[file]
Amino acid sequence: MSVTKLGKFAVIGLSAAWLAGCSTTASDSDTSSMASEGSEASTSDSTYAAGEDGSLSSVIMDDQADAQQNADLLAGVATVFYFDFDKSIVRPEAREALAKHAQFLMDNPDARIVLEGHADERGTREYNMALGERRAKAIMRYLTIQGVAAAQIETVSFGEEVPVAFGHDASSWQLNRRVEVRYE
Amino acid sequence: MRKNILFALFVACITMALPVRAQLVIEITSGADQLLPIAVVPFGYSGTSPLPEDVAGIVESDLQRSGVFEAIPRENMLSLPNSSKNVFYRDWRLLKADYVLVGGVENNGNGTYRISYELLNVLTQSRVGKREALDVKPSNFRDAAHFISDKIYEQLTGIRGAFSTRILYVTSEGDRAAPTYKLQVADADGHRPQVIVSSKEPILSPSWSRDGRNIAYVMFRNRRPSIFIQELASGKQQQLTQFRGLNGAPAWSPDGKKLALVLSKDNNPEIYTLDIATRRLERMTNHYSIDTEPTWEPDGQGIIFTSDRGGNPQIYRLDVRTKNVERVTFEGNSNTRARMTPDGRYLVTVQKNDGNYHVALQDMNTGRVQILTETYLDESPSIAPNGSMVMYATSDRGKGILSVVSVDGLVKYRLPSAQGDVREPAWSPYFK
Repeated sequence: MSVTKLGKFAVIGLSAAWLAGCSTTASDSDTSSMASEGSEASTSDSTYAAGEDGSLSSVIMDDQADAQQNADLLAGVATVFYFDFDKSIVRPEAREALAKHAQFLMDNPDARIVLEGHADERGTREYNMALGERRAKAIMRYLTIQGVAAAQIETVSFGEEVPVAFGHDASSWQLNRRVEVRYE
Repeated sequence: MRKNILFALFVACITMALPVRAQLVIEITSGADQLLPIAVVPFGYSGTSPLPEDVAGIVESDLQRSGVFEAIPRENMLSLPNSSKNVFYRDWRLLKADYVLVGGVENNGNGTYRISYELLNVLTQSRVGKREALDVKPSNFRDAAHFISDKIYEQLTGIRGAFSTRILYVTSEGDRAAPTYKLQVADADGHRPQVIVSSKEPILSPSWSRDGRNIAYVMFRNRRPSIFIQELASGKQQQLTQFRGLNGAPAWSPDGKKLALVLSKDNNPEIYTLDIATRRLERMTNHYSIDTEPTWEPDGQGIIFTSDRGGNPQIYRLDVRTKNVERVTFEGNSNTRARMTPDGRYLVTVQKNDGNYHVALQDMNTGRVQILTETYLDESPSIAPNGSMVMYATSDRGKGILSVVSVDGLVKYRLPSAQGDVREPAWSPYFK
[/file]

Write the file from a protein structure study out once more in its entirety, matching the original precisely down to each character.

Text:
Amino acid sequence: MSVTKLGKFAVIGLSAAWLAGCSTTASDSDTSSMASEGSEASTSDSTYAAGEDGSLSSVIMDDQADAQQNADLLAGVATVFYFDFDKSIVRPEAREALAKHAQFLMDNPDARIVLEGHADERGTREYNMALGERRAKAIMRYLTIQGVAAAQIETVSFGEEVPVAFGHDASSWQLNRRVEVRYE
Amino acid sequence: MRKNILFALFVACITMALPVRAQLVIEITSGADQLLPIAVVPFGYSGTSPLPEDVAGIVESDLQRSGVFEAIPRENMLSLPNSSKNVFYRDWRLLKADYVLVGGVENNGNGTYRISYELLNVLTQSRVGKREALDVKPSNFRDAAHFISDKIYEQLTGIRGAFSTRILYVTSEGDRAAPTYKLQVADADGHRPQVIVSSKEPILSPSWSRDGRNIAYVMFRNRRPSIFIQELASGKQQQLTQFRGLNGAPAWSPDGKKLALVLSKDNNPEIYTLDIATRRLERMTNHYSIDTEPTWEPDGQGIIFTSDRGGNPQIYRLDVRTKNVERVTFEGNSNTRARMTPDGRYLVTVQKNDGNYHVALQDMNTGRVQILTETYLDESPSIAPNGSMVMYATSDRGKGILSVVSVDGLVKYRLPSAQGDVREPAWSPYFK
Repeated sequence: MSVTKLGKFAVIGLSAAWLAGCSTTASDSDTSSMASEGSEASTSDSTYAAGEDGSLSSVIMDDQADAQQNADLLAGVATVFYFDFDKSIVRPEAREALAKHAQFLMDNPDARIVLEGHADERGTREYNMALGERRAKAIMRYLTIQGVAAAQIETVSFGEEVPVAFGHDASSWQLNRRVEVRYE
Repeated sequence: MRKNILFALFVACITMALPVRAQLVIEITSGADQLLPIAVVPFGYSGTSPLPEDVAGIVESDLQRSGVFEAIPRENMLSLPNSSKNVFYRDWRLLKADYVLVGGVENNGNGTYRISYELLNVLTQSRVGKREALDVKPSNFRDAAHFISDKIYEQLTGIRGAFSTRILYVTSEGDRAAPTYKLQVADADGHRPQVIVSSKEPILSPSWSRDGRNIAYVMFRNRRPSIFIQELASGKQQQLTQFRGLNGAPAWSPDGKKLALVLSKDNNPEIYTLDIATRRLERMTNHYSIDTEPTWEPDGQGIIFTSDRGGNPQIYRLDVRTKNVERVTFEGNSNTRARMTPDGRYLVTVQKNDGNYHVALQDMNTGRVQILTETYLDESPSIAPNGSMVMYATSDRGKGILSVVSVDGLVKYRLPSAQGDVREPAWSPYFK